At such hearing appellant testified that Officer Moore told him that if he wanted to see Puridessi go home to sign the statement and that the reason he signed the statement was so that he would let Puridessi go home.

Officer Moore, being interrogated by the court, testified:

"Q. Now, Detective, the Defendant said when he took the stand here, he implied a threat by your saying this to him: `Did I want to see her go home,' meaning Puridessi. Did you imply, did you threaten him in that manner saying or implying that if the didn't sign the statement, that she couldn't go home? * * * Did you tell him, the Defendant, this statement in talking to him to get him or induce him to sign this statement saying: `If you want to see her go home,' meaning Puridessi, or whatever her name was. "THE WITNESS: No sir, I didn't. "Q. Did you make that statement? "A. No, sir, I did not. "Q. You did not make that statement? "A. I did not. "Q. You didn't say to him "Did I want to see her go home?" "A. No, sir."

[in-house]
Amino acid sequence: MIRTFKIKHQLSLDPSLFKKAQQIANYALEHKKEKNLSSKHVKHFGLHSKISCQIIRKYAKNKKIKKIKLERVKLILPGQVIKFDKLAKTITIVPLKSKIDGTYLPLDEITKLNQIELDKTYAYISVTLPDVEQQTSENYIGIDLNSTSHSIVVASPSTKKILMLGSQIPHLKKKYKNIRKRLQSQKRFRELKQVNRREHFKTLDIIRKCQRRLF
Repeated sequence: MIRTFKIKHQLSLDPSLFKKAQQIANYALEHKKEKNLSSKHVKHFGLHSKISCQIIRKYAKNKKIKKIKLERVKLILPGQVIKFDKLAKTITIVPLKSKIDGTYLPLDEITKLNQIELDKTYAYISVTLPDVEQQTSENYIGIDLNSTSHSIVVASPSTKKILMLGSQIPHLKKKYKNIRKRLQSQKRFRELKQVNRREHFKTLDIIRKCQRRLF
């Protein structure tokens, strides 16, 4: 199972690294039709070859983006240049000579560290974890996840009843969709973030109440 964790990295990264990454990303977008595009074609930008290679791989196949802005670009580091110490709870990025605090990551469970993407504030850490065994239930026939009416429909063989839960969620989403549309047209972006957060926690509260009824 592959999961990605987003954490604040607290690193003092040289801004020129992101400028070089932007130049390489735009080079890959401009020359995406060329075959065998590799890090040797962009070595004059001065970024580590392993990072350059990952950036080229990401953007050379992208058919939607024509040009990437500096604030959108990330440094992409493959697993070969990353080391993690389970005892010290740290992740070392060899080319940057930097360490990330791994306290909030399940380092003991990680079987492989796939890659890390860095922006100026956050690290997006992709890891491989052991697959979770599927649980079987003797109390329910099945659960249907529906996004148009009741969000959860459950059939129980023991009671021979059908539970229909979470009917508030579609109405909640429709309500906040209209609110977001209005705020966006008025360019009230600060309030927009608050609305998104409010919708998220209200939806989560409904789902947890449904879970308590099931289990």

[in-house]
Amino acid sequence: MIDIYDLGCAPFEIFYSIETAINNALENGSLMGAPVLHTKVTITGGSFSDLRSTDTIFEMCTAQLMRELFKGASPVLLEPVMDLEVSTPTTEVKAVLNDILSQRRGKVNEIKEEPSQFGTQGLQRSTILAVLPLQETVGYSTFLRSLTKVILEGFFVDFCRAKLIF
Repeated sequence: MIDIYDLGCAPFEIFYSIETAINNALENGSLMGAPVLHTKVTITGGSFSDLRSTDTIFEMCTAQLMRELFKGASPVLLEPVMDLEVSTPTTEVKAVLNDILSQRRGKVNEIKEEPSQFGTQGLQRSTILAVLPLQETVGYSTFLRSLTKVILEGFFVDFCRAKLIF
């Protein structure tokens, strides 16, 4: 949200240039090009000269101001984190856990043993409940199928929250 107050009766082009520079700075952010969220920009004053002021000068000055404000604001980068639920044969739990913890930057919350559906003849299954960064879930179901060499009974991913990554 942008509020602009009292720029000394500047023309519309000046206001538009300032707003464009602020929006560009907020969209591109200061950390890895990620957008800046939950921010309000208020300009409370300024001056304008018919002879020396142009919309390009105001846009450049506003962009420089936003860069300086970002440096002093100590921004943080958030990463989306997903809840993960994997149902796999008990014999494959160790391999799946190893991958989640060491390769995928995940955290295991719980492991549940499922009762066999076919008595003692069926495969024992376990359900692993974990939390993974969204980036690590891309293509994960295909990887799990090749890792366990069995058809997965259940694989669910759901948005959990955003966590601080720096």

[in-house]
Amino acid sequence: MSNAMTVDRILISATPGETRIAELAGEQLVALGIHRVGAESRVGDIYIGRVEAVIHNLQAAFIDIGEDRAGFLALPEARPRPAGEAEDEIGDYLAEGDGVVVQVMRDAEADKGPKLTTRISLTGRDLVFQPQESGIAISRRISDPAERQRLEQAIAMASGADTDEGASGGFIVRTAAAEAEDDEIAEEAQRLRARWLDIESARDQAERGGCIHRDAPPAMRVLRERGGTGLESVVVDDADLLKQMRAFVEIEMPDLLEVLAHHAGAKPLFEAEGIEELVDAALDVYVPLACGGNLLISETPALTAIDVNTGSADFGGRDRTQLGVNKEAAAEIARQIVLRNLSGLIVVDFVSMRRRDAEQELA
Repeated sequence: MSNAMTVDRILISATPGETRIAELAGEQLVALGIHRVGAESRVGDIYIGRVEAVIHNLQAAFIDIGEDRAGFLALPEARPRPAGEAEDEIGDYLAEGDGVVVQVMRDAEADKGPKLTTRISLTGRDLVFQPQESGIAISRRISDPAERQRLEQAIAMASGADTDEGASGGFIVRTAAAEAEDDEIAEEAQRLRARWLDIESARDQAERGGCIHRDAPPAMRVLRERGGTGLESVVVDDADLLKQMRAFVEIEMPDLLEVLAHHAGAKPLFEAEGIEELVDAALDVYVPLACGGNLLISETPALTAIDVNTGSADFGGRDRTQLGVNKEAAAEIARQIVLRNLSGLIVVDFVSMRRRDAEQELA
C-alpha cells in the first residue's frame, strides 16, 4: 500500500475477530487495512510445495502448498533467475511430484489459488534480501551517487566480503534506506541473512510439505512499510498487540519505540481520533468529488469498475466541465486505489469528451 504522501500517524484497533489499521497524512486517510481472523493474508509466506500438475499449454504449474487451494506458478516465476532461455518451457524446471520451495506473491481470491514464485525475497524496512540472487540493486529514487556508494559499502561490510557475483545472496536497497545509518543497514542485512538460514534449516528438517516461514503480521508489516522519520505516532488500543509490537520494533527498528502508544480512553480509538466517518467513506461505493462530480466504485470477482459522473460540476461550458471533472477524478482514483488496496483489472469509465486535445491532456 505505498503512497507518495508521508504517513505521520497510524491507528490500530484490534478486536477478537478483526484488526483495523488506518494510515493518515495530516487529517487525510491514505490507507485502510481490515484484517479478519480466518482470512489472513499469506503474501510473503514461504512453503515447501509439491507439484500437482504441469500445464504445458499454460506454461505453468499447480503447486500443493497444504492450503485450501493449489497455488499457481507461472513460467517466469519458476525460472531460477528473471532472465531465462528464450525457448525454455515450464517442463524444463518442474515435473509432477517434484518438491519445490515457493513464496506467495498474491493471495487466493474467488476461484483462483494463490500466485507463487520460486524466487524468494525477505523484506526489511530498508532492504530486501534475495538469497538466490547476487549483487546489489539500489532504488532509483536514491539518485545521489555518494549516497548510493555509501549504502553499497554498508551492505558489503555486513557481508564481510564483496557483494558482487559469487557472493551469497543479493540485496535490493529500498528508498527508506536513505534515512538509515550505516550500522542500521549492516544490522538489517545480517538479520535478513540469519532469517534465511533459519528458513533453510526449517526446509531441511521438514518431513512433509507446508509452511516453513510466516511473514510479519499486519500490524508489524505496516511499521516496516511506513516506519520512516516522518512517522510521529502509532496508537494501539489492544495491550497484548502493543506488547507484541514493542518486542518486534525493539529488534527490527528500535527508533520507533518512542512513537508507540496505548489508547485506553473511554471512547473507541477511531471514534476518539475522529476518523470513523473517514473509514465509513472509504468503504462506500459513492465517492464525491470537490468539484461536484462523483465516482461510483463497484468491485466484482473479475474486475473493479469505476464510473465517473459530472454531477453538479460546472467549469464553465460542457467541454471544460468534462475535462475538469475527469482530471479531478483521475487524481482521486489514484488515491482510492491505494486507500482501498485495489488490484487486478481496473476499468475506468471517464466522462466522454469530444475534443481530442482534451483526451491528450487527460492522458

Other testimony of Officer Moore at the hearing before the court showed that the warning required by statute was given and that the confession was voluntarily made, reduced to writing and signed after such warning.

*735 At the conclusion of such hearing, the trial judge held that the statement was voluntarily and freely given in conformity with the statutes concerning confessions and that there were no threats or promises made to induce the defendant to make a confession or give or sign the same.